As MySale sells flash Sale site Cocosa to rival BrandAlley, Drapers analyses the opportunities and unique challenges presented by this market.
The revival of Cocosa by MySale Group in 2014 fired the starting gun for a bullish strategy to enter the UK’s discount flash Sale sector. However, five years later MySale, which operates 22 websites in seven countries, is effectively exiting the UK after selling Cocosa to rival BrandAlley, and refocusing on its core markets in Australia and New Zealand.
The UK’s main players are now BrandAlley, SecretSales and Vente-Privee, and the Cocosa sale heralds a consolidation of sorts. Brands seeking to dispose of stock through these channels now find themselves with fewer options. However, many still consider working with flash Sale sites worthwhile, as it allows for disposal of old stock without impinging on brand identity or exclusivity.
Launched in 2008 by Bauer Media, Cocosa has had mixed fortunes. Once owned by former Harrods boss Mohamed Al-Fayed, the site was in the process of being wound down in 2014 before MySale purchased it. BrandAlley bought the Cocosa website, trademarks and database of around 2 million members for £1.5m on 3 May.
Rob Feldmann, BrandAlley chief executive, said the deal would help his company to achieve its strategic goals: “We already have fantastic fashion and home partners, so it’s widening the marketing reach in the UK and selling more product through our logistics operation to an affluent but savvy UK customer.”
BrandAlley is no stranger to acquisitions. Before snapping up Cocosa from MySale this month, it paid £600,000 to buy homeware and beauty etailer Achica from Dunelm Group in February 2018. The Achica acquisition boosted BrandAlley’s top line. Revenue grew by 122% to £46m in the year to 31 December 2018. Profit figures have yet to be disclosed.
In recent years, however, the broader flash Sale market has faced several challenges.
MySale’s disposal of Cocosa follows a series of profit warnings from the Anglo-Australian company. It was hit by changes on 1 July 2018 to general sales tax regulations in Australia, which increased its costs. Its share price fell by more than 50% to 17.40p after its most recent profit warning in December 2018.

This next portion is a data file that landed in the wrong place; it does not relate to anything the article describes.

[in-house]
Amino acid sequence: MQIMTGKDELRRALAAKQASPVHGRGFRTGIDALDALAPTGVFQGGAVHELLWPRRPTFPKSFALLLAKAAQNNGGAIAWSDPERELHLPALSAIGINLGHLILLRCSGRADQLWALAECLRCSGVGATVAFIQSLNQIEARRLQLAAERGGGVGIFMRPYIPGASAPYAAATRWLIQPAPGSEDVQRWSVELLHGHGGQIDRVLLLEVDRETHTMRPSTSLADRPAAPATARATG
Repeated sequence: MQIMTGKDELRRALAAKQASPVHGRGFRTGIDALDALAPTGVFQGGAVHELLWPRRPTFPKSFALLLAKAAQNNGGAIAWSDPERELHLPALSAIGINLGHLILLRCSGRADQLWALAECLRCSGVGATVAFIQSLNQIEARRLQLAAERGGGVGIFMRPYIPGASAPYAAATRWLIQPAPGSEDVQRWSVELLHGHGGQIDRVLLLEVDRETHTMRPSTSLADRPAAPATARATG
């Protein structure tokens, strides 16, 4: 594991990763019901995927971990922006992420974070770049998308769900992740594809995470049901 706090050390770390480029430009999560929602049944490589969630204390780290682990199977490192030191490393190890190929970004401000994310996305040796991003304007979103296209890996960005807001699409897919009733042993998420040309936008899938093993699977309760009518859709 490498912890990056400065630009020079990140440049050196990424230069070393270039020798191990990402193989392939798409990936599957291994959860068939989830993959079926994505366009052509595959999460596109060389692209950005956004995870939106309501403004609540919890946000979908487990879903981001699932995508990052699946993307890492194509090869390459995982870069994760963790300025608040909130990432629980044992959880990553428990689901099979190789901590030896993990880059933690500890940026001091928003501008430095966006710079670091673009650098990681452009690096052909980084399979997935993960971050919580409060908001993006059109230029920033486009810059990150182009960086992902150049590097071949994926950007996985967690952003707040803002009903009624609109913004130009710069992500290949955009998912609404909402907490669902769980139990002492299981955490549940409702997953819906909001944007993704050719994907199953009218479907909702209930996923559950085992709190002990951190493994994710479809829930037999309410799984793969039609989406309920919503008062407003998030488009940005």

In the wider flash Sale market, increased competition from online players, greater levels of discounting from high street brands and rising costs have been identified as pressure points.
Retail analyst Nick Bubb believes flash Sale retailers have lost their shine in recent years: “It’s hard to say whether the problem is flash Sale sites specifically, which would imply that there is too much competition from Amazon, or that consumers are cynical about time-limited offers, or just a lack of scale.
“Either way, the derisory valuation of Cocosa could be evidence that online fast fashion is not a licence to print money, and that social media reach and marketing clout do matter.”
However, Feldmann dismisses the idea that rivals such as Amazon have been stealing market share: “Amazon currently isn’t really a threat to us in fashion, as they don’t do fashion particularly well, their website isn’t conducive to fashion buying and their algorithms operate to never be out of stock, which doesn’t work well with seasonal fashions.
“However, when they do turn their mind to something, they are so strong they can take a massive position very quickly.”
The CEO of one womenswear retailer that uses flash Sale sites said the model is useful but the process is often complicated and pay-offs can be small: “I think they are a useful part of a terminal stock exit strategy, but they need to be managed with eyes wide open as they’re not a simple panacea either commercially or practically.